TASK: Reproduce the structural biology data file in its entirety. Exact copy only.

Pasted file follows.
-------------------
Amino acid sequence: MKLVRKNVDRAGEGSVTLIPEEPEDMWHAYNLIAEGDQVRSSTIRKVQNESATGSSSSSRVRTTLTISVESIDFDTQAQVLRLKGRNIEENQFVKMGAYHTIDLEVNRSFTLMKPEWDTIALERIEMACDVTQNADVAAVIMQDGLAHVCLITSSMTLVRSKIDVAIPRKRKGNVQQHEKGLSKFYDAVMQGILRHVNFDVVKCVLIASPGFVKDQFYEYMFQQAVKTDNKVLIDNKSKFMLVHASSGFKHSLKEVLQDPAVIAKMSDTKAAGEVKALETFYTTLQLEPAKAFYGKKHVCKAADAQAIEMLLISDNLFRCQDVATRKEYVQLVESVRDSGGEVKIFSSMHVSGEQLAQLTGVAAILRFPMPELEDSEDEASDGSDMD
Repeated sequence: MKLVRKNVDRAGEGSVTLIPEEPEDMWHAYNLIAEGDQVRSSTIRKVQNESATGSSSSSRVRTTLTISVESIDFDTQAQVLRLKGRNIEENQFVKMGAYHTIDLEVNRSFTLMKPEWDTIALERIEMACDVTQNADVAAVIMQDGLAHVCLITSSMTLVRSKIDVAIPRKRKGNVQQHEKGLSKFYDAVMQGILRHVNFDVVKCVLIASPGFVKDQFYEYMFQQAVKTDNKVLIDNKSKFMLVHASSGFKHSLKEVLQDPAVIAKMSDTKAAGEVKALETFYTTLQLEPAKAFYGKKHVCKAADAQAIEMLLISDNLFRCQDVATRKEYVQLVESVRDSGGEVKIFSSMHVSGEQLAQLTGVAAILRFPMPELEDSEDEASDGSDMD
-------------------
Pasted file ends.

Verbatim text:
Amino acid sequence: MKLVRKNVDRAGEGSVTLIPEEPEDMWHAYNLIAEGDQVRSSTIRKVQNESATGSSSSSRVRTTLTISVESIDFDTQAQVLRLKGRNIEENQFVKMGAYHTIDLEVNRSFTLMKPEWDTIALERIEMACDVTQNADVAAVIMQDGLAHVCLITSSMTLVRSKIDVAIPRKRKGNVQQHEKGLSKFYDAVMQGILRHVNFDVVKCVLIASPGFVKDQFYEYMFQQAVKTDNKVLIDNKSKFMLVHASSGFKHSLKEVLQDPAVIAKMSDTKAAGEVKALETFYTTLQLEPAKAFYGKKHVCKAADAQAIEMLLISDNLFRCQDVATRKEYVQLVESVRDSGGEVKIFSSMHVSGEQLAQLTGVAAILRFPMPELEDSEDEASDGSDMD
Repeated sequence: MKLVRKNVDRAGEGSVTLIPEEPEDMWHAYNLIAEGDQVRSSTIRKVQNESATGSSSSSRVRTTLTISVESIDFDTQAQVLRLKGRNIEENQFVKMGAYHTIDLEVNRSFTLMKPEWDTIALERIEMACDVTQNADVAAVIMQDGLAHVCLITSSMTLVRSKIDVAIPRKRKGNVQQHEKGLSKFYDAVMQGILRHVNFDVVKCVLIASPGFVKDQFYEYMFQQAVKTDNKVLIDNKSKFMLVHASSGFKHSLKEVLQDPAVIAKMSDTKAAGEVKALETFYTTLQLEPAKAFYGKKHVCKAADAQAIEMLLISDNLFRCQDVATRKEYVQLVESVRDSGGEVKIFSSMHVSGEQLAQLTGVAAILRFPMPELEDSEDEASDGSDMD